ViolenceThe idea that antidepressants cause violent behavior has been a concern for years. A study published late last year in Sweden found convincing evidence that this concern is warranted.

The evidence showed that young adults from 15 to 24 years old who were currently on an antidepressant drug were more likely to be convicted of the following crimes:

 

  • Homicide
  • Assault
  • Robbery
  • Arson
  • Kidnapping
  • Sexual Offense
  • Other violent crimes

SSRIs include fluoxetine (Prozac), sertraline (Zoloft), Paroxetine (Paxil), citalopram (Celexa), escitalopram (Lexapro) and fluvoxamine (Luvox).

In an article in Psychology Today, Leonard J. Davis says “… these very drugs we hope can treat mental illness are at the same time drugs that cause violent behavior including suicide and aggression toward others. In fact, SSRI’s are the leading drugs in a recent list compiled of the Top Ten Drugs that cause violent behavior.

“It’s been well known that adolescents and young people have an increased risk of suicide when they begin to take SSRIs. But what we may forget is that suicide is an impulsive behavior that is turned against oneself. But impulses, particularly violent ones, can be turned against others.”

These concerns are from the horse’s mouth. And of course, there have been black box warnings about suicidal behavior on bottles of SSRIs prescriptions for many years.

Time compiled a list of the top 10 drugs that can produce violent behavior. Not surprisingly, five antidepressants are on this list. And all but one of these drugs include pharmaceuticals used by psychiatrists to treat their patients.

10) Desvenlafaxine (Pristiq) An antidepressant that is 7.9 times more likely to be associated with violence than other drugs.

9) Venlafaxine (Effexor) This is a psychiatric drug used to treat anxiety disorders. It is 8.3 times more likely to be associated with violence than other drugs.

8) Fluvoxamine (Luvox) This antidepressant drug is is 8.4 times more likely than other medications to be linked with violence

7) Triazolam (Halcion) This is a benzodiazepine drug that can be addictive, and is used for insomnia. It is 8.7 times more likely to be linked with violence than other drugs.

6) Atomoxetine (Strattera) Used to treat ADHD, Strattera is 9 times more likely to be linked with violence compared to the other medications.

5) Mefoquine (Lariam) This malaria treatment is linked with reports of bizarre behavior and is 9.5 times more likely to be linked with violence than other drugs.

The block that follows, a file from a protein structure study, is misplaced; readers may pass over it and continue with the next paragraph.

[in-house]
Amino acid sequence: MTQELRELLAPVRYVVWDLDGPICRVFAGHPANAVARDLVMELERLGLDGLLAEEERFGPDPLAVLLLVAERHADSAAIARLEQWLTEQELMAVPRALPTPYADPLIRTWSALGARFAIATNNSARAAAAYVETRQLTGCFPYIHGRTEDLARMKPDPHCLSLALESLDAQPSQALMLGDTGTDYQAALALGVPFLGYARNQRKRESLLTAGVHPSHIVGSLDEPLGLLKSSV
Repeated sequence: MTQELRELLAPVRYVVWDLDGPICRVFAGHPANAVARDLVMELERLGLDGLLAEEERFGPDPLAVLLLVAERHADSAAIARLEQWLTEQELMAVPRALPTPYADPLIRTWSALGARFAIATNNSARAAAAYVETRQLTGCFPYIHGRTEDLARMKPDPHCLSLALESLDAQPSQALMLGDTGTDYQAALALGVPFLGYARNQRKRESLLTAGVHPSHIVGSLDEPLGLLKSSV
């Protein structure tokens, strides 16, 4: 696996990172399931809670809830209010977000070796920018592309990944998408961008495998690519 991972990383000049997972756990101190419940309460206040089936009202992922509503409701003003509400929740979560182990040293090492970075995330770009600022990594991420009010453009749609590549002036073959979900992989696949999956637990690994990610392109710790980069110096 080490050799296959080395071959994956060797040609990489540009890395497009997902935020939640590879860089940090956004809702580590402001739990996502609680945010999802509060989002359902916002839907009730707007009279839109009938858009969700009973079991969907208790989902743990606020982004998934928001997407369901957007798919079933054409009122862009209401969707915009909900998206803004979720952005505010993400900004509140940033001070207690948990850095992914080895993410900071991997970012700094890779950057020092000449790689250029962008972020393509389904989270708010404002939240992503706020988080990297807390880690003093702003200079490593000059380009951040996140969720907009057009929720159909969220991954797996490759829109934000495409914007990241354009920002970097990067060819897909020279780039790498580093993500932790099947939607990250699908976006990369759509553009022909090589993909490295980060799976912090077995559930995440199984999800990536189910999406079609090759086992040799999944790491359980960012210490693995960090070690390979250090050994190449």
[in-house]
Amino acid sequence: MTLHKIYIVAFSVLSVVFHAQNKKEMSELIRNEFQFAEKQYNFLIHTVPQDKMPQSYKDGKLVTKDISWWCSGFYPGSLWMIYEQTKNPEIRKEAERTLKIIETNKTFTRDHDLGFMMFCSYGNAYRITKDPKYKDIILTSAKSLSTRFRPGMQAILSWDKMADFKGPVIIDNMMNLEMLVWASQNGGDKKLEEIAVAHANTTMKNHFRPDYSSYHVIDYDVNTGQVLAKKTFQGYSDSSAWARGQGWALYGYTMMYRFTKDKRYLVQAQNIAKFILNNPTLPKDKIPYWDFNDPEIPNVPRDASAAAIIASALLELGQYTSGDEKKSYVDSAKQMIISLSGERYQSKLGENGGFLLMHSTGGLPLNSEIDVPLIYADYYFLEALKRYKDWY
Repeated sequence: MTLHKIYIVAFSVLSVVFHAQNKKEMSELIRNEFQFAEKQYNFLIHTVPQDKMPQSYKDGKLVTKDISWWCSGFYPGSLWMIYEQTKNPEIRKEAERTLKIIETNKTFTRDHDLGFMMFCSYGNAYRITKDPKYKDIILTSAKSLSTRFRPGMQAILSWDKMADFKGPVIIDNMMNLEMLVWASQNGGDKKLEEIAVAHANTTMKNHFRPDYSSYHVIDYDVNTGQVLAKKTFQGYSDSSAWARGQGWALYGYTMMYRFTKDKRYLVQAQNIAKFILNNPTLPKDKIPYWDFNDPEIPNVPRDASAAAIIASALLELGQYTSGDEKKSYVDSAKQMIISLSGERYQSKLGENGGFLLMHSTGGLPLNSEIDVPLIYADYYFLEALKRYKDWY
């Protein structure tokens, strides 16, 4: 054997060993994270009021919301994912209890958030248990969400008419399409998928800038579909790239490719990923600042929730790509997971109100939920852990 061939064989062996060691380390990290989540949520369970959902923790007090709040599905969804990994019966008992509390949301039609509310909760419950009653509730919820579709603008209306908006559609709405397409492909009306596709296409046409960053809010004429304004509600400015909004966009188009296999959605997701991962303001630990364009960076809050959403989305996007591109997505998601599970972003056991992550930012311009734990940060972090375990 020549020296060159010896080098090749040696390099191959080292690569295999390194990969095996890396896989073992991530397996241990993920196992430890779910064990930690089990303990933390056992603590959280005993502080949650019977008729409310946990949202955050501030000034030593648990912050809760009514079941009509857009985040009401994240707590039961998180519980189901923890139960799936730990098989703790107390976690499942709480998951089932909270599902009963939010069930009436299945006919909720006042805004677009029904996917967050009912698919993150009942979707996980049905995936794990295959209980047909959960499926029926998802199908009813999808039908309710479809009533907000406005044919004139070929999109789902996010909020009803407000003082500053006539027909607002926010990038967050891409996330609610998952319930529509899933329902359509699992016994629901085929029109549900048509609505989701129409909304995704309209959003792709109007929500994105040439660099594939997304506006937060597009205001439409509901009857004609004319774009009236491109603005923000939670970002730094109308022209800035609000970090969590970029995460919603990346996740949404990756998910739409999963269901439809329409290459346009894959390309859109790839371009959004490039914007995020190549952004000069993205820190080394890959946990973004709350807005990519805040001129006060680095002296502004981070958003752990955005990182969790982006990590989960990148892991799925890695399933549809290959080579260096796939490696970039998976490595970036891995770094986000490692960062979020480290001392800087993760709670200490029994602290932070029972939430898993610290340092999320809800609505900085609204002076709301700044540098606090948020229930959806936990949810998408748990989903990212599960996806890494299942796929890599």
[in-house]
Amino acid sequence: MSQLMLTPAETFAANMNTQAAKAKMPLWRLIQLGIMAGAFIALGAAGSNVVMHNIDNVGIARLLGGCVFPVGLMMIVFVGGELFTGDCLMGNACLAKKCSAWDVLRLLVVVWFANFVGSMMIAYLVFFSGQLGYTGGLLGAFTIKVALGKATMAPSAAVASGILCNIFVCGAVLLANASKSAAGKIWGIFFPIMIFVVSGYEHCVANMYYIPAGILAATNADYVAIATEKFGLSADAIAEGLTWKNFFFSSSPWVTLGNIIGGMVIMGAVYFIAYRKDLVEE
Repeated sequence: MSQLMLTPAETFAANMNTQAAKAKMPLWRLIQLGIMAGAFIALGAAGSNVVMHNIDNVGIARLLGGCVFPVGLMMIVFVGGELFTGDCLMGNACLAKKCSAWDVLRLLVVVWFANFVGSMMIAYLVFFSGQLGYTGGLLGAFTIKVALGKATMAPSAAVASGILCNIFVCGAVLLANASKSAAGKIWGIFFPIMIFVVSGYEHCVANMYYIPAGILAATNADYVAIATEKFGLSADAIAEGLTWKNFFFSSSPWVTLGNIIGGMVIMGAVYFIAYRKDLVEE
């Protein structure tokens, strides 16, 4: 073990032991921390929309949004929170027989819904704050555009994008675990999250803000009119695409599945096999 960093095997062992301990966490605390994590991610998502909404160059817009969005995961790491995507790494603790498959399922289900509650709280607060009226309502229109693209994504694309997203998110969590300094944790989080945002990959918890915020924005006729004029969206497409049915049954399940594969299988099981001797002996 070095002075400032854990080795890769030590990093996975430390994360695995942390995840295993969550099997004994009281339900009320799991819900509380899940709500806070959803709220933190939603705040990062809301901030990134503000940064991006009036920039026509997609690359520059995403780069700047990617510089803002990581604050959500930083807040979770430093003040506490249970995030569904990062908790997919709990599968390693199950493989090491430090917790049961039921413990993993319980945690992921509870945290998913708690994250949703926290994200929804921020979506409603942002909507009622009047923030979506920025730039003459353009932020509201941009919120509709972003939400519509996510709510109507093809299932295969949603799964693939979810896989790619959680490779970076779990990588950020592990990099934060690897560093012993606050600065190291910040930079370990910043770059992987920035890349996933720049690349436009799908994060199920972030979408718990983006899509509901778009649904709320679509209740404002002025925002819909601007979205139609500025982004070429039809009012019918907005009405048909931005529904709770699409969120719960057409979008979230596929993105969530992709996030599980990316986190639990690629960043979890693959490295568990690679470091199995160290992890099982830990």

4) Amphetamines: (Various) Amphetamines are used to treat ADHD. They are 9.6 times more likely to be linked to violence when compared to other drugs.

3) Paroxetine (Paxil) An SSRI antidepressant, Paxil is additionally associated with more severe withdrawal symptoms and a much increased risk of birth defects compared to other medications in that class. It is 10.3 times more likely to be linked with violence compared to other drugs.

2) Fluoxetine (Prozac) The first well-known SSRI antidepressant, Prozac is 10.9 times more likely to be linked with violence in comparison with other medications.

1) Varenicline (Chantix) The anti-smoking medication Chantix affects is 18 times more likely to be linked with violence compared to other drugs.

It is intolerable that psychiatric medications have side effects dangerous not only to the patient himself but to those in his environment. A single life lost due to this profession’s cavalier attitude must be considered when state and federal governments consider giving the mental health community additional support.

There has been research done in safely helping those with mental problems using nutrition and gentle treatment. It is worthwhile investigating and supporting endeavors that do not require a black box warning before administering.

SOURCES:

http://www.latimes.com/science/sciencenow/la-sci-sn-antidepressant-ssri-violent-crime-risk-20150915-story.html

https://www.psychologytoday.com/blog/obsessively-yours/201212/newtown-shootings-caution-about-violence-and-ssris

http://www.nimh.nih.gov/health/topics/child-and-adolescent-mental-health/antidepressant-medications-for-children-and-adolescents-information-for-parents-and-caregivers.shtml

http://healthland.time.com/2011/01/07/top-ten-legal-drugs-linked-to-violence/